Child care history and kindergarten adjustment.
Bates, J. E., Marvinney, D., Kelly, T., Dodge, K. A., Bennett, D. S., & Pettit, G. S. (1994). Child care history and kindergarten adjustment. Developmental Psychology, 30(5), 690–700.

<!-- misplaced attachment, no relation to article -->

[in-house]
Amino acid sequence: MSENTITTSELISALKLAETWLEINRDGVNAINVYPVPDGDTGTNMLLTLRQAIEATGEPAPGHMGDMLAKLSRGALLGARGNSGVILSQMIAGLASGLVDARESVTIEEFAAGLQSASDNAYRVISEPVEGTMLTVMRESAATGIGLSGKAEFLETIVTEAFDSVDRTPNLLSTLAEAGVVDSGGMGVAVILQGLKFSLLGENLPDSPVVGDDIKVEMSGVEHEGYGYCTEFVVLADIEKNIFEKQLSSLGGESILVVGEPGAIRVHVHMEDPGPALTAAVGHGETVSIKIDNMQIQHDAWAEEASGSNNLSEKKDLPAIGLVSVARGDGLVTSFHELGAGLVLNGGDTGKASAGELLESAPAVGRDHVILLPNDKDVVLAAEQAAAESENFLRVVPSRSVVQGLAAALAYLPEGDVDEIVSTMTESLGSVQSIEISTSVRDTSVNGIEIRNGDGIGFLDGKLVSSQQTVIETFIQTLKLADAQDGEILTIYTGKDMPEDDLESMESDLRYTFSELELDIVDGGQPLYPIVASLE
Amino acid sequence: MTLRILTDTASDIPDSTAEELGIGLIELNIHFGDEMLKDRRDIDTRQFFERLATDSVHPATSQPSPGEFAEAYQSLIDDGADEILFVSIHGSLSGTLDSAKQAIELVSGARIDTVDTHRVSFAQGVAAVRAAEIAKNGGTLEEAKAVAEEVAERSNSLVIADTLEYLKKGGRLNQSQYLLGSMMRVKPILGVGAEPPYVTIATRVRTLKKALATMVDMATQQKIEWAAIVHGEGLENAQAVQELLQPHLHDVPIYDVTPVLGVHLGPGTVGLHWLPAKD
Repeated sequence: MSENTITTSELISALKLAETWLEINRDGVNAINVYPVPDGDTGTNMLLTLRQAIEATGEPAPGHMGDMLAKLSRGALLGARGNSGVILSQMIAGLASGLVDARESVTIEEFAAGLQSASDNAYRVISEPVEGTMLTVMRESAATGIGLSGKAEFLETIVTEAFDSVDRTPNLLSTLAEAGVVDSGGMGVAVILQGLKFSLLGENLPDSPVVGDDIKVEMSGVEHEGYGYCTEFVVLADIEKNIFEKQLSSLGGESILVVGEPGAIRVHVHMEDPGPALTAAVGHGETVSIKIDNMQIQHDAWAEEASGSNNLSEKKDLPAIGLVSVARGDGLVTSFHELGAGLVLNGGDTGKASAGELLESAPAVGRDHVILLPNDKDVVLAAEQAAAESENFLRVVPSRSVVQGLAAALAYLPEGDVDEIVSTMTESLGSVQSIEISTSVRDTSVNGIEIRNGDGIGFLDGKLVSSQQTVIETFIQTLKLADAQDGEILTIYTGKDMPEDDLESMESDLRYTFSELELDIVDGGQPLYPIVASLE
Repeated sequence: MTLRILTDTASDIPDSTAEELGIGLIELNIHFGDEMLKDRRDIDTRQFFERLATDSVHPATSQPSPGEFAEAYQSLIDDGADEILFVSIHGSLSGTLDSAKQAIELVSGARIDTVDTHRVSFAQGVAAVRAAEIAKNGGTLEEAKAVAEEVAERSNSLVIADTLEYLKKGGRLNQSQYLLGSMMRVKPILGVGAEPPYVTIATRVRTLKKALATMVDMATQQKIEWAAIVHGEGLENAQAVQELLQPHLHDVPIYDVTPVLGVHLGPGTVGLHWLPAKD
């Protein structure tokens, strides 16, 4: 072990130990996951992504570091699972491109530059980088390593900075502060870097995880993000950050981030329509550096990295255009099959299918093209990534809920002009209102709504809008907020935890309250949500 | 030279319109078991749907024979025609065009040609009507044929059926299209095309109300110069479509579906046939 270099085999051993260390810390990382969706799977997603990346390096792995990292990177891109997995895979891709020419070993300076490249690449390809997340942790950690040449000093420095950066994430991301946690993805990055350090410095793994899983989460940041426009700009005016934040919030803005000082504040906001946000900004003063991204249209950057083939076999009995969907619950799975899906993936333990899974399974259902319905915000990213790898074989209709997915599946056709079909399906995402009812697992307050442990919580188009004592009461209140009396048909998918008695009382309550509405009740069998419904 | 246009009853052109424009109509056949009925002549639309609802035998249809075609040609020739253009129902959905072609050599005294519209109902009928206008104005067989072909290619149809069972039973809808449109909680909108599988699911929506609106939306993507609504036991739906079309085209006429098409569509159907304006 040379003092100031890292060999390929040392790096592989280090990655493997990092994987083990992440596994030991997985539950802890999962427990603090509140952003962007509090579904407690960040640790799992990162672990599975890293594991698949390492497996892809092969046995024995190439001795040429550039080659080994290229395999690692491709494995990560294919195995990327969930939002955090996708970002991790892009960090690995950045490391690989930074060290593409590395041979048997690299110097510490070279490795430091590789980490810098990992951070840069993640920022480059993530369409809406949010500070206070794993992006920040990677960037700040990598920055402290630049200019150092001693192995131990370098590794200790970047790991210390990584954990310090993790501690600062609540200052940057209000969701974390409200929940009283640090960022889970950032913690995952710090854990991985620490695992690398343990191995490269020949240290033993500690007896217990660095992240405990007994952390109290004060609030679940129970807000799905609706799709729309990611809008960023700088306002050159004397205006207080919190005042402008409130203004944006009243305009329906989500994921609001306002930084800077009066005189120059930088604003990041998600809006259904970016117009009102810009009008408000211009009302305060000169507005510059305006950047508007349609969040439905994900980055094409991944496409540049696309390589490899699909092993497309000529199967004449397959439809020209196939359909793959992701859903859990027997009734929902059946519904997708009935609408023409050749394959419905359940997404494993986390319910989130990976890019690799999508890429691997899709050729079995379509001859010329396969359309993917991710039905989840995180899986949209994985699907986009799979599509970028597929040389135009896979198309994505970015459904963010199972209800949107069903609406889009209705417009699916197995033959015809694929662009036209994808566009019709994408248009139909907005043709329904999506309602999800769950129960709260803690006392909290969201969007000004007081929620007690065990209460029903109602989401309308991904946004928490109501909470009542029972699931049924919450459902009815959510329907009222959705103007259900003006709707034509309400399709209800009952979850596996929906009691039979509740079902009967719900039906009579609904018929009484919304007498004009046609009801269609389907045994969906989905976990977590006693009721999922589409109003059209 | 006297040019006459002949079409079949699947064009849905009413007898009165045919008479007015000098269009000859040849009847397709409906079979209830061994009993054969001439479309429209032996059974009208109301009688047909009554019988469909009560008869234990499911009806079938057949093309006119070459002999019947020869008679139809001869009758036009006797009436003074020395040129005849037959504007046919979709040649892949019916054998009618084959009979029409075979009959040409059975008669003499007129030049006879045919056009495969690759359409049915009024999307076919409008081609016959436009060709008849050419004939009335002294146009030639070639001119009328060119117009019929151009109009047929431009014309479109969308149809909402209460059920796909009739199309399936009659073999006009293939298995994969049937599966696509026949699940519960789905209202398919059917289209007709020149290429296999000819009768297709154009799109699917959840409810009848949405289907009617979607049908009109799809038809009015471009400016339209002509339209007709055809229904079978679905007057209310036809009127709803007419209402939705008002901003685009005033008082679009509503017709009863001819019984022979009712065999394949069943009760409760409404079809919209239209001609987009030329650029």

Abstract: Parents gave histories of 589 children just before kindergarten. Children were later assessed with teacher, peer, and observer measures of social adjustment in school. Children with higher day-care amounts in each of 3 eras (0–4, and 4–5 yrs) scored higher on the composite negative adjustment and lower on positive adjustment (however, they also scored lower on teacher-rated internalizing problems). Day care predicted even after statistical control for measures representing alternative explanations, such as family stress and socioeconomic status, accounting for 2.7% of variance in negative adjustment and 2.9% of positive adjustment. Interactions between day care and other variables did not add to predictions of the molar adjustment composites. Extensive infancy care did not in itself predict adjustment, according to planned contrasts that controlled for total amount of day care received across the 3 eras of the child's life.